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ARS Home » Plains Area » Fargo, North Dakota » Edward T. Schafer Agricultural Research Center » Insect Genetics and Biochemistry Research » Research » Publications at this Location » Publication #263535

Title: A comparison of internal and external lipids of nondiapausing and diapause initiation phase adult Colorado potato beetles, Leptinotarsa decemlineata

item Yocum, George
item Buckner, James
item Fatland, Charlotte

Submitted to: Comparative Biochemistry and Physiology
Publication Type: Peer Reviewed Journal
Publication Acceptance Date: 3/31/2011
Publication Date: 6/1/2011
Citation: Yocum, G.D., Buckner, J.S., Fatland, C.L. 2011. A comparison of internal and external lipids of nondiapausing and diapause initiation phase adult Colorado potato beetles, Leptinotarsa decemlineata. Comparative Biochemistry and Physiology, Part B. 159(3):163-170.

Interpretive Summary: The Colorado potato beetle, Leptinotarsa decemlineata (Say), is believed to have originated in southern Mexico and experienced a rapid range expansion beginning in the mid-1800s. L. decemlineata is now endemic in most of the potato growing regions in the northern hemisphere and is the major defoliator of potato in those regions. For an insect species to survive in any given geographic location, its life cycle must be tightly synchronized to all biotic and abiotic factors required for development and reproduction. Insects must also be able to survive predictable recurring periods of environmental stress, such as winter for temperate zone insects. Diapause is the chief physiological mechanism by which insects meet these two requirements for survival. Because of its central role enabling insect pests to survive and reproduce in a given area, an understanding of the mechanism of diapause is critical in the management of any agroecosystem. One of the chief characteristics of diapausing insects is the large metabolic reserves they accumulated prior to entering into diapause. These reserves need to be sufficient to last until the insect can resume feeding in the following spring. The chemical property of the reserves is also critical to insure the metabolic availability of the reserves under low-temperature conditions. In this investigation we characterized the lipid profiles of diapausing Colorado potato beetles and determined the major class of internal and external lipids.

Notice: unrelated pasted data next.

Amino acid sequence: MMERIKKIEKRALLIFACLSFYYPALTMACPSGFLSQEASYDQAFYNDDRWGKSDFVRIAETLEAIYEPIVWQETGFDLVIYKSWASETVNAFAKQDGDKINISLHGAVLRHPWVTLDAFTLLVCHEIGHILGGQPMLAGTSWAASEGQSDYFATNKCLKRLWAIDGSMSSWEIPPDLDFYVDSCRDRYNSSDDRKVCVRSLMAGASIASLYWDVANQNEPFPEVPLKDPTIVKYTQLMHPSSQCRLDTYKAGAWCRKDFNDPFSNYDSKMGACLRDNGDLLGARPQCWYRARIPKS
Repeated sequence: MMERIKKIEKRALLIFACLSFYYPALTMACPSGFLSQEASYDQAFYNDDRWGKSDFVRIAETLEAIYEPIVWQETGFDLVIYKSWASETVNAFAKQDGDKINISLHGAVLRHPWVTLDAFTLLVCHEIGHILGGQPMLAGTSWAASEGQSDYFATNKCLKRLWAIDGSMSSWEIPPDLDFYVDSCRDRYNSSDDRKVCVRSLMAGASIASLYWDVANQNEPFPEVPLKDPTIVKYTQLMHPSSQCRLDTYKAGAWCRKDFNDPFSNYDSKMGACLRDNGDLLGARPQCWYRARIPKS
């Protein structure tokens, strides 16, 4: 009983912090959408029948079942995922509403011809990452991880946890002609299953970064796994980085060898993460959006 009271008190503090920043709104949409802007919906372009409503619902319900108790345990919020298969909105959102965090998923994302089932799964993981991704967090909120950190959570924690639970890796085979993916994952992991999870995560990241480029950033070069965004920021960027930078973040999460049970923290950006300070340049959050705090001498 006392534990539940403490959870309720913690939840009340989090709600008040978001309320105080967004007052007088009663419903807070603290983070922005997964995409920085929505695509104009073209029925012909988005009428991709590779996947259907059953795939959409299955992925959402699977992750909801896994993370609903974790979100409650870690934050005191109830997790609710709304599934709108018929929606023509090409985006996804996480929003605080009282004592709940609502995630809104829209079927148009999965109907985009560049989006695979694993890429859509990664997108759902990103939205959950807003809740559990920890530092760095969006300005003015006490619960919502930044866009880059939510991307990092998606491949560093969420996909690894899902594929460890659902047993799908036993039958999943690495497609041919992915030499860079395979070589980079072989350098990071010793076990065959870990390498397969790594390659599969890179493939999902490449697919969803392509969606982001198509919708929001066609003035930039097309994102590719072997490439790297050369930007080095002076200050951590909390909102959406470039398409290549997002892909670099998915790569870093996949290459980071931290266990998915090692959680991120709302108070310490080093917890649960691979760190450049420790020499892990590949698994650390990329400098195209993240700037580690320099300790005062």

Technical Abstract: The Colorado potato beetle, Leptinotarsa decemlineata, reared under diapause inducing conditions will emerge from the soil as an adult and enter the diapause initiation phase, a period where metabolic reserves are stockpiled before the beetles enter the nonfeeding diapause maintenance phase. Internal and external lipids were characterized during the diapause initiation phase (IP) and compared to the lipid profiles of nondiapausing adults. The primary internal lipids of both diapause IP and nondiapausing adults are triacylglycerols. Only trace amounts of internal lipids were detected in day 1 diapause IP adults. A dramatic increase in internal lipids was observed between day 7 to day 15 post-emergence in the diapause IP adults. The majority of the triacylglycerol isomers were identified as C50, C52 and C54 chain length by GC-MS. There were no observed differences in the isomeric distribution of the internal lipids between diapause IP and nondiapausing adults. External lipids were mainly methyl-branched alkanes containing a 25 to 53 carbon backbone. The quantity of external lipids increased from day 1 to day 7 post-emergence in both the diapause IP and nondiapausing adults, with the bulk of the increase occurring in the longer chain-length methylalkanes.